Invested in the success of all of its students, the university supports students beyond graduation. ISSC facilitates the transition between school and job placement opportunities. Optional Practical Training allows eligible students to receive up to 12 months of employment authorization in their major area of study and receive real-world experience to boost their employability.
Gnyanesh Trivedi came to ASU to pursue a graduate degree in mechanical engineering from the Ira A. Fulton Schools of Engineering and said he chose ASU for the vibrant campus and the opportunities both inside and outside the classroom.
“I believe that the engineering career center is a phenomenal place,” he said. “During the time I was employed there, I learned of the myriad resources available to help students focus on career development and job hunting.”
Trivedi, a graduate who is now taking advantage of Optional Practical Training (OPT), continues to stay connected to the university and ASU alumni through ASU-hosted events. He credits ISSC for anticipating student needs — providing him information on the university resources he can tap into — during his time on campus, providing him continued support through his OPT and keeping him on track after graduation.
“OPT is the best way for an international student in the U.S. to gain experience upon completion of, and sometimes even during, their degree,” he added. “It's the best way to have hands-on experience and put classroom/lab-based knowledge into practical industry based application.”
Beyond visa, travel and job placement assistance, ISSC assists students in adapting to American university life and aids with cultural adjustment — providing opportunities for students to engage on campus through workshops and informal gatherings. This includes the Let’s Chat Series — an opportunity for students to practice and focus on English communication skills.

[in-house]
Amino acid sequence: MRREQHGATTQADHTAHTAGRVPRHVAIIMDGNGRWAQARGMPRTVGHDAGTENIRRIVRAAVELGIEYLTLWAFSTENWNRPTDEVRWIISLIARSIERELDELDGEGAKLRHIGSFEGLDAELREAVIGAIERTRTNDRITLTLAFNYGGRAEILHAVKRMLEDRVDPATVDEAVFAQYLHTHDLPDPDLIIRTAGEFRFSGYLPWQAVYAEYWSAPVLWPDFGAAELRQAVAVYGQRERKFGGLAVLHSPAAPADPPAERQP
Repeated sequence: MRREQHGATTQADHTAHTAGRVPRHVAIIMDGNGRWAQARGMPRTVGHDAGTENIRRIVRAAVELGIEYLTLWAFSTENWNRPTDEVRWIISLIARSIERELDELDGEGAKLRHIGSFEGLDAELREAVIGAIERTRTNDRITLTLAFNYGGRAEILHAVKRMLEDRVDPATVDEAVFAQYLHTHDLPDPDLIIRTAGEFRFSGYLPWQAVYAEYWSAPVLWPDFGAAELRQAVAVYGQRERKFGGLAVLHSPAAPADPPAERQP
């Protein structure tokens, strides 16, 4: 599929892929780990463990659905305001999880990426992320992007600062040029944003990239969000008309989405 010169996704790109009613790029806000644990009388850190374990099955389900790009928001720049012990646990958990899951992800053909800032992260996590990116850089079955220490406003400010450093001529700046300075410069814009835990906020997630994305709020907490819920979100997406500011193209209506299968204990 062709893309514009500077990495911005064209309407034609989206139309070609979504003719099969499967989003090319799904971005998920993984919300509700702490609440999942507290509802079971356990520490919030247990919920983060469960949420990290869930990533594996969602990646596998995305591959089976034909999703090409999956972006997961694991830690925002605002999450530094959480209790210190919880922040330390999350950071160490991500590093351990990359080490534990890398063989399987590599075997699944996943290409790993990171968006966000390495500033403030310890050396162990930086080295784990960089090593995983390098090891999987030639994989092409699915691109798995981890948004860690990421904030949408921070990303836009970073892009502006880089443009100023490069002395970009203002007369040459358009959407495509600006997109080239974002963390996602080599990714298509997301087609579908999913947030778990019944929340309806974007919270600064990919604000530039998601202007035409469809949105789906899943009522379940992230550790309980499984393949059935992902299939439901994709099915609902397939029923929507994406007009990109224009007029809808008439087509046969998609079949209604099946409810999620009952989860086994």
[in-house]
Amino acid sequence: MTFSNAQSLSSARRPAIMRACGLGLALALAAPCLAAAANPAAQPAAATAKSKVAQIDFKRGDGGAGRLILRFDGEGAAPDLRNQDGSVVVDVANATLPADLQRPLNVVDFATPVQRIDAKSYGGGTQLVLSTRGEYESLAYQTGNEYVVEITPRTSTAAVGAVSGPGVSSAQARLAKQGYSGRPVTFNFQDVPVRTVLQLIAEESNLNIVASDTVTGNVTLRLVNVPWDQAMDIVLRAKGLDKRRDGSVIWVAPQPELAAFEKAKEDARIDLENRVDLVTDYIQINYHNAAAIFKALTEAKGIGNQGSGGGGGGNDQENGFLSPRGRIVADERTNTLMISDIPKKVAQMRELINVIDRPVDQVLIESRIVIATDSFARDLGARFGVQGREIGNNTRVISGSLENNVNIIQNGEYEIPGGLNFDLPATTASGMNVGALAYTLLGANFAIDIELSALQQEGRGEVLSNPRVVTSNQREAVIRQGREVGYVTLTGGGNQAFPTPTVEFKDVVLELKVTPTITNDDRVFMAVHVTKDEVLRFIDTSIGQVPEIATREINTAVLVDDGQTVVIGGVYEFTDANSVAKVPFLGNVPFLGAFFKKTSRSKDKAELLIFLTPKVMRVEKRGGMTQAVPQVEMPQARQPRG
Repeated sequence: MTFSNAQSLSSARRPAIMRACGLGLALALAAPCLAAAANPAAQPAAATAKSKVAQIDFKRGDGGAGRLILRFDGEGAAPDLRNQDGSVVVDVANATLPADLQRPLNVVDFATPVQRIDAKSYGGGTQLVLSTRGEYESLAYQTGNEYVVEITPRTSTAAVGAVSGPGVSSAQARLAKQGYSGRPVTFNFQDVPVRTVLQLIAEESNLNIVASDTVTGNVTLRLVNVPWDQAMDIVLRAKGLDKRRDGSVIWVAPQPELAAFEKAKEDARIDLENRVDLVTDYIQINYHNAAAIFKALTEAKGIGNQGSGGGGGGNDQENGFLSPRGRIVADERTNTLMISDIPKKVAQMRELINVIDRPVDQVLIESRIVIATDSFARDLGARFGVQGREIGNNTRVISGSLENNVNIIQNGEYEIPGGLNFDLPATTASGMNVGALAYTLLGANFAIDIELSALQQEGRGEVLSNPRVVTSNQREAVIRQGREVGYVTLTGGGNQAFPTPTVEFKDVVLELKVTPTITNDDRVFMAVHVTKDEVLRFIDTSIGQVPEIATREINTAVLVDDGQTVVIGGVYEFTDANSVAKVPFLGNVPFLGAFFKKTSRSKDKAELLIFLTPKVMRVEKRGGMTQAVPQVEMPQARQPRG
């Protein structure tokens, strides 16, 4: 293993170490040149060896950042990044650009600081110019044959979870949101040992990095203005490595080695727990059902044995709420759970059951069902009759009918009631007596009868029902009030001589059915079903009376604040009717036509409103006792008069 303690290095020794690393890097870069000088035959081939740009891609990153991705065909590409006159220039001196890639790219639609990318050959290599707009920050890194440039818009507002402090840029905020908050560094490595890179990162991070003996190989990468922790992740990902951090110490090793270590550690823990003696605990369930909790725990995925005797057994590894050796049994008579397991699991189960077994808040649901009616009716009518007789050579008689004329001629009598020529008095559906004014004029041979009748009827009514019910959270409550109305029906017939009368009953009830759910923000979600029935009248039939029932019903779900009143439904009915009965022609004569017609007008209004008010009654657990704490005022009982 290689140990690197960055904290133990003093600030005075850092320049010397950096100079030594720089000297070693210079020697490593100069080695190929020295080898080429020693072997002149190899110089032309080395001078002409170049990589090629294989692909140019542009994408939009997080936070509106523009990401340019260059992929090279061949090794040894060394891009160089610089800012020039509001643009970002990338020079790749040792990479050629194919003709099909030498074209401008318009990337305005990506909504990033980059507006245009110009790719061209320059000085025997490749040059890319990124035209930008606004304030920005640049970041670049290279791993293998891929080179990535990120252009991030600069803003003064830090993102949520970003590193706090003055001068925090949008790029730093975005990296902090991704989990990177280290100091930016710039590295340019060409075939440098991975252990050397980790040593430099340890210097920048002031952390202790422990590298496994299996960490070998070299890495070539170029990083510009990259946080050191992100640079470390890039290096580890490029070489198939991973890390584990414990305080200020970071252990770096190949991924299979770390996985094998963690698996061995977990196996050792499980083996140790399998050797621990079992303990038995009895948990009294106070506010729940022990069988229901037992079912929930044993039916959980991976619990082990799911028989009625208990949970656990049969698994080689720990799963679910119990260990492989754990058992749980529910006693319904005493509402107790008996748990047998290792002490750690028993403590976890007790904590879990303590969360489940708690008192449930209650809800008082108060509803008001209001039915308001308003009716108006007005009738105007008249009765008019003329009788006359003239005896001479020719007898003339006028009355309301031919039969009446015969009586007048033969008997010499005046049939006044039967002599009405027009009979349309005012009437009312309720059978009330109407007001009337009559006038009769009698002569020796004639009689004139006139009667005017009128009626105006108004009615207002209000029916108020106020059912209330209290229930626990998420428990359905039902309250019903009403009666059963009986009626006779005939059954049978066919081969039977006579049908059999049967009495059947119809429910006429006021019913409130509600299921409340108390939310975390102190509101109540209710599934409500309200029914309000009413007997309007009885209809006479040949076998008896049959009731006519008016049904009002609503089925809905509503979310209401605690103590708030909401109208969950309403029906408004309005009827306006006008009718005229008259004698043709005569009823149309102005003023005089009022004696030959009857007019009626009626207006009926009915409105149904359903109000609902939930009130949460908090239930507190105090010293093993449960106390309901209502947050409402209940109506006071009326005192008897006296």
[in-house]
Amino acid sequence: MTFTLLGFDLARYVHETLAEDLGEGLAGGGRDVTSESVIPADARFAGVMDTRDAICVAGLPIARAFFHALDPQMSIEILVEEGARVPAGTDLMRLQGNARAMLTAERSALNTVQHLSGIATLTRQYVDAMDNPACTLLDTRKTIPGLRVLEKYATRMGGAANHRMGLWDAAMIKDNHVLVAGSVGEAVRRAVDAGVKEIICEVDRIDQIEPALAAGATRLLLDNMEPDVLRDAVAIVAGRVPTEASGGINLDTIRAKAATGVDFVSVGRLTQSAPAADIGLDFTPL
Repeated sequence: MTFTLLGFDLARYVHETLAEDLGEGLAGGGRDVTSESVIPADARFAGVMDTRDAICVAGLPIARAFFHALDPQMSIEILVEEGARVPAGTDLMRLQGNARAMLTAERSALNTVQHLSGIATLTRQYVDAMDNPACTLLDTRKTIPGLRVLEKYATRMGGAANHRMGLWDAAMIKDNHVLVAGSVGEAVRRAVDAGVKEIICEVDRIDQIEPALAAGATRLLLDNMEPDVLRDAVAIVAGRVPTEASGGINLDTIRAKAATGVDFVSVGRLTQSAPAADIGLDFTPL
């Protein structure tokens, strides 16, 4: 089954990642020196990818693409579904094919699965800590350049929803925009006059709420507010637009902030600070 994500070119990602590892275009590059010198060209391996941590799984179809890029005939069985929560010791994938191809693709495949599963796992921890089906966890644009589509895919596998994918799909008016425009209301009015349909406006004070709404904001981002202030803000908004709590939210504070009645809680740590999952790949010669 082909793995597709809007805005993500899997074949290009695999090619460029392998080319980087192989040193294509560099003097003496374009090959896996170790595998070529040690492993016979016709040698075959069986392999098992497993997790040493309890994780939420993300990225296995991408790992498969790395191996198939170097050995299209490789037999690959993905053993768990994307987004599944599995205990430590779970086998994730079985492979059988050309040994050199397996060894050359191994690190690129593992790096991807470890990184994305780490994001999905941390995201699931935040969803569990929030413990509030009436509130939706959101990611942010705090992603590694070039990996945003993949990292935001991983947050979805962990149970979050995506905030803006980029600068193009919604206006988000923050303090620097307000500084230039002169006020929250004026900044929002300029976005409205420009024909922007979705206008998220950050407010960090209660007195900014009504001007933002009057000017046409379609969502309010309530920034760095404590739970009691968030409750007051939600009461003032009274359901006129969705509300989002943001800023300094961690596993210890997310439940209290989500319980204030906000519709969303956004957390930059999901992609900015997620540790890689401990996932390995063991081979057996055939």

Programs like Global Launch were developed to prepare students to thrive in globally connected world, providing language training and academic preparation support for international students who are looking to refine their English or students who plan on studying, working or living abroad.
ASU has a history of engaging on a global level and engaging with people and issues locally, nationally and internationally.
Open Doors also reported a 6 percent increase in ASU students studying abroad in the 2016–17 academic year, placing ASU in the top 10 for students who studied abroad. Over the past five years, ASU has consistently climbed the ranks from unranked to 10th in the nation, sending students on credit-bearing study abroad programs through various international study, research, internship and service opportunities in numerous places around the globe.
In addition, opportunities for research development and international collaboration exist in more than 80 countries through various initiatives such as the Global Sport Institute and the Global Security Initiative.
“I feel like there are unlimited resources here at ASU for students,” Chen said. “I always strongly encourage students that have great ideas to take action because you will have all the resources and support from the university to make it happen. Not all universities put so much effort to support the success of their students like ASU."
Top photo: The packed audience begins to get into the Sun Devil spirit at the International Orientation Opening Ceremonies at ASU Gammage, on Aug. 8. Around 2,000 students and 300 parents came to the event. ASU is the top public university in the U.S. for international students, coming from more than 136 countries. Photo by Charlie Leight/ASU Now